Precedence

Here is The Table of Precedence for Women, according to the Stockdale 1818 Peerage:

The Queen

The Princess of Wales

Princesses, Daughters of the King

Princesses and Duchesses, Wives of the King's Sons

Wives of the King's Brothers Wives of the King's Uncles

Wives of the eldest Sons of Dukes of the Blood Royal

Daughters of Dukes of the Blood Royal

Wives of the King's Brothers' or Sisters' Sons

Duchesses

Marchionesses

Wives of the eldest Sons of Dukes

Daughters of Dukes

Countesses

Wives of the eldest Sons of Marquesses

Daughters of Marquesses

Wives of the youngest Sons of Dukes

Viscountesses

Wives of the eldest Sons of Earls

Daughters of Earls

Wives of the younger Sons of Marquesses

Baronesses

Wives of the eldest Sons of Viscounts

Daughters of Viscounts

Wives of the younger Sons of Earls

Wives of the eldest Sons of Barons

Daughters of Barons

Maids of Honour

Wives of the younger Sons of Viscounts

Wives of the younger Sons of Barons

Wives of Baronets Wives of the Knights of the Garter

Wives of Bannerets of each Kind

Wives of the Knights Grand Crosses of the Bath

Wives of the Knights Commanders of the Order of the Bath

Wives of Knights Bachelors

Wives of the Eldest Sons of the younger Sons of Peers

Wives of the Eldest Sons of Baronets

Daughters of Baronets

Wives of the Eldest Sons of the Knights of the Garter

Daughters of Knights of the Garter

Wives of the Eldest Sons of Bannerets

Daughters of Bannarets

Wives of the Eldest Sons of Knights Grand Crosses of the Bath

Daughters of Knights of the Bath

Wives of the Eldest Sons of Knights Bachelors

Wives of the younger Sons of Baronets

Daughters of Knights Wives of Companions of the Order of the Bath

Wives of Esquires of the King's Body

Wives of Esquires of the Knights of the Bath

Wives of Esquires by Creation Wives of Esquires by Office

Wives of the younger Sons of Knights of the Garter

Wives of the younger Sons of Bannerets

Wives of the younger Sons of Knights Grand Crosses of the Bath

Wives of the younger Sons of Knights Bachelors

Wives of Gentlemen entitled to bear arms

Daughters of Esquires entitled to bear Arms, who are Gentlewomen by birth

Daughters of Gentlemen entitled to bear Arms, who are Gentlewomen by birth

Wives of Clergymen, Barristers at Law, Officers in the Navy and Army

Wives of Citizens

Wives of Burgesses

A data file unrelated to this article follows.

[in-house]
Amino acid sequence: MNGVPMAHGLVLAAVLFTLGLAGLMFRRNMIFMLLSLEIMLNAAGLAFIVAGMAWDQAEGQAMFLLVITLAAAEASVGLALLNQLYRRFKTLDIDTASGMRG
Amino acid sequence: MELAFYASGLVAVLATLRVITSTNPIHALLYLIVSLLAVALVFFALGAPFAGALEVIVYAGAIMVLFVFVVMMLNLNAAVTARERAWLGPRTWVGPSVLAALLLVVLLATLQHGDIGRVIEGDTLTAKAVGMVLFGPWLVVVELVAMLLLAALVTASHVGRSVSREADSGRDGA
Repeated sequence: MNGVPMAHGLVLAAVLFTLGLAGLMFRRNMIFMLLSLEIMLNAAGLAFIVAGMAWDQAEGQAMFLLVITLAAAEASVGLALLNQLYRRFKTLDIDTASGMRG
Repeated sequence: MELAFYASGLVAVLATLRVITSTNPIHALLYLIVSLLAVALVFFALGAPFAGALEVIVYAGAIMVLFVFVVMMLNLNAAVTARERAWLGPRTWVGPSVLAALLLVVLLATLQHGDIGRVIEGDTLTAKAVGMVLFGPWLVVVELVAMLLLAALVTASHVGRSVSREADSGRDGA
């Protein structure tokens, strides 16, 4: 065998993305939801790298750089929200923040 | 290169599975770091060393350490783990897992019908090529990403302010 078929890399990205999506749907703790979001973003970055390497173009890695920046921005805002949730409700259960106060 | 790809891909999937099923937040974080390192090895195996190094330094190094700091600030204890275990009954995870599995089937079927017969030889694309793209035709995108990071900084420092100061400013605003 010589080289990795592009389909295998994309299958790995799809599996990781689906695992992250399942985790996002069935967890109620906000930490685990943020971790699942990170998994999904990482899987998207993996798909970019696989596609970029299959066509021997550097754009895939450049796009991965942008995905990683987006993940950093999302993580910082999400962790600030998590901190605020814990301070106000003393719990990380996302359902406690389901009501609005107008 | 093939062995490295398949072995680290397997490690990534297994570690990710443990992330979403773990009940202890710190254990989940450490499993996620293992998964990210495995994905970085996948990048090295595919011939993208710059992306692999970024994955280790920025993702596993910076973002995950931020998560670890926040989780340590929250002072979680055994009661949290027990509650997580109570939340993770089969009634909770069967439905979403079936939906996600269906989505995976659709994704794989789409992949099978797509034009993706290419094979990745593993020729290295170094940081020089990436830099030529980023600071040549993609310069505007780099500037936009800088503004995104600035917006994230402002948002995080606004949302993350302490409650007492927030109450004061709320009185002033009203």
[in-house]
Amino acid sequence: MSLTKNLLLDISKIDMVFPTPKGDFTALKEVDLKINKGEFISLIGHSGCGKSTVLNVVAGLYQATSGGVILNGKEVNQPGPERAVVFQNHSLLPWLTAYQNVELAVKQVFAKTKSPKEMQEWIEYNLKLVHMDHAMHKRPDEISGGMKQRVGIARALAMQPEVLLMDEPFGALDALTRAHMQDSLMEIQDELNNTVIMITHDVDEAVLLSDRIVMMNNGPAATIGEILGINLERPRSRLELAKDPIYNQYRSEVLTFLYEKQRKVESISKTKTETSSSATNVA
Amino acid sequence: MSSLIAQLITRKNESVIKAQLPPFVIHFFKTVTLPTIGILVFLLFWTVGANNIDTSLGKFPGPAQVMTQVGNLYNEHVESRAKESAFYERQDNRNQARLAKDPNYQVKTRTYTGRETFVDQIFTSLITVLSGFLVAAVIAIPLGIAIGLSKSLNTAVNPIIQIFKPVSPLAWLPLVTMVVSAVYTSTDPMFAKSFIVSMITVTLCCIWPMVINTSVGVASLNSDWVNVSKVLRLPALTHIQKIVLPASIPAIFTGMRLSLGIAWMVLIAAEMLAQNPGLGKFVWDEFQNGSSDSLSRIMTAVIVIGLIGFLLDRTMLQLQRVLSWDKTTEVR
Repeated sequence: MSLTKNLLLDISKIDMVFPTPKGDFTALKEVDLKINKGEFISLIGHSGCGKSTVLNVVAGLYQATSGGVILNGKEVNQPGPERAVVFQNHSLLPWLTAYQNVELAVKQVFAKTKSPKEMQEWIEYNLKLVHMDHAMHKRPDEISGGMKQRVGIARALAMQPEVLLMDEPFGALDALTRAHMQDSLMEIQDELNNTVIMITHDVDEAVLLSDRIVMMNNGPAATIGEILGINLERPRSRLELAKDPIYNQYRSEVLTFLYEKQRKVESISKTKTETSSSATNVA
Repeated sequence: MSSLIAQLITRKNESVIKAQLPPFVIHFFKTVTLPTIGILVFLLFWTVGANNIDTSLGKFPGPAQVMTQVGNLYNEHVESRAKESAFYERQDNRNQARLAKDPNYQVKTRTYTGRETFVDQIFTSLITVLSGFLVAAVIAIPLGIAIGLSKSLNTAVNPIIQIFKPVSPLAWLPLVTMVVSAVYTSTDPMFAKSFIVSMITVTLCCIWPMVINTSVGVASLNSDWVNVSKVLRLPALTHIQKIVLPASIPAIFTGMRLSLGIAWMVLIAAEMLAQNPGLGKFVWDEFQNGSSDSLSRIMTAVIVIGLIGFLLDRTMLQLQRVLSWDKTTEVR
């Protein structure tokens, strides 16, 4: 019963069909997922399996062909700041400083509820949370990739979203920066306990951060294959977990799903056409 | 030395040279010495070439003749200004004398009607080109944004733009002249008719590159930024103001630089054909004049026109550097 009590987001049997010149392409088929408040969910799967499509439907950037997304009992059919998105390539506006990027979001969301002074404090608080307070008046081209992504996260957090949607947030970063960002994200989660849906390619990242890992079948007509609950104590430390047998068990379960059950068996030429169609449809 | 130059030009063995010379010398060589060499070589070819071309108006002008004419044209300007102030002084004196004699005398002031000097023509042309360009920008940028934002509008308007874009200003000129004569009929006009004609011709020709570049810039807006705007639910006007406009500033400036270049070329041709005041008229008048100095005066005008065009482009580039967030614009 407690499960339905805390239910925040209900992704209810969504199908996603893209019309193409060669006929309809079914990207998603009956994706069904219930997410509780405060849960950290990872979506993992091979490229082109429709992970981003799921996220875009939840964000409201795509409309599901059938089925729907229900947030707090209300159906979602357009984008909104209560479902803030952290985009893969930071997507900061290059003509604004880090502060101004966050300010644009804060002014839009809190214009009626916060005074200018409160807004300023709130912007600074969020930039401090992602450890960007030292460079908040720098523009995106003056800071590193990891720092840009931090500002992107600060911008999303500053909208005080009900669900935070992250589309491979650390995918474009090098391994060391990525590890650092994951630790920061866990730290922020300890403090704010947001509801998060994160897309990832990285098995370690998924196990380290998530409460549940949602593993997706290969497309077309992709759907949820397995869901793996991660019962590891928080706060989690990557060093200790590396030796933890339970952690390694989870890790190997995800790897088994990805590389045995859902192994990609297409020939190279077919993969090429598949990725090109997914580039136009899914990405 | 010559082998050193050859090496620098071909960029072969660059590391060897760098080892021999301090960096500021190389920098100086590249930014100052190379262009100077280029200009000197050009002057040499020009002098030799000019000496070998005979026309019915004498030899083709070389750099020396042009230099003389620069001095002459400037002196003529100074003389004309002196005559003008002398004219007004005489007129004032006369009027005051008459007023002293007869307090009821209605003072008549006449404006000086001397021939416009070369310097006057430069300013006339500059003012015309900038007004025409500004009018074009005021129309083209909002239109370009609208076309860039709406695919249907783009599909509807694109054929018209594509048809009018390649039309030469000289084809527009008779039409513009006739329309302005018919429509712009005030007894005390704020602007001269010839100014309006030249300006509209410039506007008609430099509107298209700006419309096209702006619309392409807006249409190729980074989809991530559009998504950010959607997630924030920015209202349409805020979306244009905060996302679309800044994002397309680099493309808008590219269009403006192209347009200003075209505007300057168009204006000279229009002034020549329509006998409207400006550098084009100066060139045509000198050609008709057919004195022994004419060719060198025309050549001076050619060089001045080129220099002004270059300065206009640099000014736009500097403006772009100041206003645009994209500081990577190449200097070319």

This list does not include widows/dowagers.

Here is the Table of Precedence for Men, according to the Stockdale 1818 Peerage:

The King

The Prince of Wales

King's Sons

King's Brothers

King's Uncles

King's Grandsons

King's Brother's or Sister's Sons

Prince of Saxe Coburg Saalfeld

Archbishop of Canterbury, Lord Primate of all England

Lord High Chancellor, or Lord Keeper

Archbishop of York, Primate of England

Lord High Treasurer

Lord President of the Privy Council

Lord Privy Seal

Lord High Constable

Earl Marshal

Lord High Admiral

Lord Steward of his Majesty's Household

Lord Chamberlain of his Majesty's Household

Dukes, according to their Patents

Marquesses

Dukes' eldest Sons

Daughters of Dukes

Earls, according to their Patents

Marquesses' eldest Sons

Daughters of Marquesses

Dukes' younger Sons

Viscounts, according to their Patents

Earls' Eldest Sons

Marquesses' younger Sons

Bishops of London, Durham, Winchester, and all other Bishops, according to their Seniority of Consecration

Barons, according to their Patents

Speaker of the House of Commons

Viscounts' Eldest Sons

Earls' younger Sons

Barons' Eldest Sons

Knights of the Garter

Privy Counsellors

Chancellor of the Exchequer

Chancellor of the Dutchy of Lancaster

Lord Chief Justice of the King's Bench

Master of the Rolls

Lord Chief Justice of the Common Pleas

Lord Chief Baron of the Exchequer

Judges and Barons of the Degree of the Coife of the said Court according to Seniority

Bannerets made by the King himself in person under the royal standard displayed in an army royal in open war, for the term of their lives, and no longer

Viscounts' younger Sons

Barons' younger Sons

Baronets

Bannerets not made by the King himself

Knights Grand Crosses of the Bath

Knights Commanders of the Bath

Knights Bachelors

Eldest Sons of the younger Sons of Peers

Baronets' Eldest Sons

Knights of the Garters' Eldest Sons

Knights Grand Crosses of the Bath's Eldest Sons

Knights' Eldest Sons

Baronets' younger Sons

Companions of the Order of the Bath